The idea is that now the choice of financing affects derivatives on the firms shares in a non linear way which in turn affects firm value in a non-linear way.

My thinking is also being formed by this working paper: Link
Certain kinds of lending is on the increase while other kinds are going down.

As to why investment managers bought securitised bundles at excessive prices before the crisis; well I don't know. I guess ratings regimes could have contributed. But what is clear is that had these securities been traded in a clearing house market prices would have reflected their risk.

The important question here is does the efficient markets hypothesis need a clearing house with a market maker and clear pricing rules?

Observa said...

'The important question here is does the efficient markets hypothesis need a clearing house with a market maker and clear pricing rules?'

It only needs money that represents real claims on production rather than funny money ones. Deliberately targetting 2-3% inflation is really legalised theft, assuming that target is actually being realised. If however monetary expansion is going into that legalised theft AND fuelling asset prices, the true scale of theft may be hidden for many years. That is essentially our problem now. The massive theft has been uncovered and there's no efficient way of making all the accessories to the crime pay. Often we are accessories and victims at the same time which compounds the problem and rules out any simple solutions.

Markets are trying to reduce the excessive monetary claims on production right now, you'll notice, but that is being resisted by monetary authorities that think they know better. In that regard Govts and bureaucracies do have a vested interest in trying to minimise their pain and losses by any means possible, even at the expense of future taxpayers.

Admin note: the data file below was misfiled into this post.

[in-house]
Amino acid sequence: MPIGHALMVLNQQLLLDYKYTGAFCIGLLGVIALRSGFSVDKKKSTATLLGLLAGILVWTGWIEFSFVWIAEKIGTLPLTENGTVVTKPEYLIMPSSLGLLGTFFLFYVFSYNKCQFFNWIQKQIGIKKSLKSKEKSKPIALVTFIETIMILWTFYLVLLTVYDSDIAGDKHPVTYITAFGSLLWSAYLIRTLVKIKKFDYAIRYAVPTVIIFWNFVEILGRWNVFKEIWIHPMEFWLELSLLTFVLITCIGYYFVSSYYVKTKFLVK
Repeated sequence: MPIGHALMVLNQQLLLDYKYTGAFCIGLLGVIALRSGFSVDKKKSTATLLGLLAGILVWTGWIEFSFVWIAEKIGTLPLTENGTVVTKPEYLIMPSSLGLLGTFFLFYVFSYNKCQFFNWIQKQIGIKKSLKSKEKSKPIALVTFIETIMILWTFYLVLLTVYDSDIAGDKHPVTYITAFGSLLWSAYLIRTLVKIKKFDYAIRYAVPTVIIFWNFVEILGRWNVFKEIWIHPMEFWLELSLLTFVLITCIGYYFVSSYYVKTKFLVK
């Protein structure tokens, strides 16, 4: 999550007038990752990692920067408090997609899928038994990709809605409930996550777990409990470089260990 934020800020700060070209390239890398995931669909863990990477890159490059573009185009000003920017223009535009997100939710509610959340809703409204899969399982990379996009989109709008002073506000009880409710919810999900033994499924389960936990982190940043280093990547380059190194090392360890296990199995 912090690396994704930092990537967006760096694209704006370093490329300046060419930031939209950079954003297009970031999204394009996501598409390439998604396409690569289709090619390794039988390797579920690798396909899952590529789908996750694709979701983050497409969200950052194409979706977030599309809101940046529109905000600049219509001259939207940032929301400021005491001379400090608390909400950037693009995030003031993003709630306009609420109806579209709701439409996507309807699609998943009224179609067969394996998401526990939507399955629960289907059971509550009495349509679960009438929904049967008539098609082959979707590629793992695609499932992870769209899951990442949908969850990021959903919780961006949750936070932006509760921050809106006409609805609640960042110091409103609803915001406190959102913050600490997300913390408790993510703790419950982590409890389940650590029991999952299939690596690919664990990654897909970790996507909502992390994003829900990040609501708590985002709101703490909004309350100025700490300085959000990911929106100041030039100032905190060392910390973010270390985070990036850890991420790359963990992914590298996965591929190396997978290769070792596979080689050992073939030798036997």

Confidence in claims on production vis a vis real forgone consumption, reward for same and risk and innovation are as fragile as complex production structures and you break that at your peril. It's broken now and all the kings horses and all the kings men can't put Humpty together again. He has to heal naturally over a long convalescence now.

observa said...

Basically rabee the Austrians were right all along and Keynesians are a silly bunch of headless chooks now. We don't need more regulation(we've never had so much anyway) just the soundness of money and the soundness of the real economy that coexists with it. Getting back there is a long hard haul but ultimately it's the money supply stoopids!

You have to laugh at the quintessential Keynesian Paulson now. He's been reduced to propping up consumer credit in a futile attempt to stop consumption crashing around his ears. Consumer credit is of course the epitome of funny money but these Keynesian drug addicts just can't help themselves. Time to go cold turkey fellers.

rabee said...


Here is a paper that raises questions about the "credit crunch" mechanism for the way the financial crisis is affecting the real economy. Apparently, there is no credit crunch: Link (referenced in the paper I earlier linked to)

It's compelling. The credit market is fine yet we see dramatic changes in the ways firms finance their operations.